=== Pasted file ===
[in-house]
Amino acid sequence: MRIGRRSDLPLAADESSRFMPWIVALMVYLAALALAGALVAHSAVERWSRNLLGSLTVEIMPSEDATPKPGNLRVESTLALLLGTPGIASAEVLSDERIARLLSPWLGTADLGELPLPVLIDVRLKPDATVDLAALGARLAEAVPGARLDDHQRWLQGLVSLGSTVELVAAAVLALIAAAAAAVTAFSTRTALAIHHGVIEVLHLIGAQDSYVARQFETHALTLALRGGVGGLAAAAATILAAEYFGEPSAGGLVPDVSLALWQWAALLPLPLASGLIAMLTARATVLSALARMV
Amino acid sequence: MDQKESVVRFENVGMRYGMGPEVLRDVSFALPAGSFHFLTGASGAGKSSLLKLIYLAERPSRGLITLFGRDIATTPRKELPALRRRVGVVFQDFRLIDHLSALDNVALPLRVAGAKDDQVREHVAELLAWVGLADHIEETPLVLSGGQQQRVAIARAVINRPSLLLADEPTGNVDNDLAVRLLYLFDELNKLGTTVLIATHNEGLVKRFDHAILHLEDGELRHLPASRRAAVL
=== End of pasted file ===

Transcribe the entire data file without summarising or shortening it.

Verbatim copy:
[in-house]
Amino acid sequence: MRIGRRSDLPLAADESSRFMPWIVALMVYLAALALAGALVAHSAVERWSRNLLGSLTVEIMPSEDATPKPGNLRVESTLALLLGTPGIASAEVLSDERIARLLSPWLGTADLGELPLPVLIDVRLKPDATVDLAALGARLAEAVPGARLDDHQRWLQGLVSLGSTVELVAAAVLALIAAAAAAVTAFSTRTALAIHHGVIEVLHLIGAQDSYVARQFETHALTLALRGGVGGLAAAAATILAAEYFGEPSAGGLVPDVSLALWQWAALLPLPLASGLIAMLTARATVLSALARMV
Amino acid sequence: MDQKESVVRFENVGMRYGMGPEVLRDVSFALPAGSFHFLTGASGAGKSSLLKLIYLAERPSRGLITLFGRDIATTPRKELPALRRRVGVVFQDFRLIDHLSALDNVALPLRVAGAKDDQVREHVAELLAWVGLADHIEETPLVLSGGQQQRVAIARAVINRPSLLLADEPTGNVDNDLAVRLLYLFDELNKLGTTVLIATHNEGLVKRFDHAILHLEDGELRHLPASRRAAVL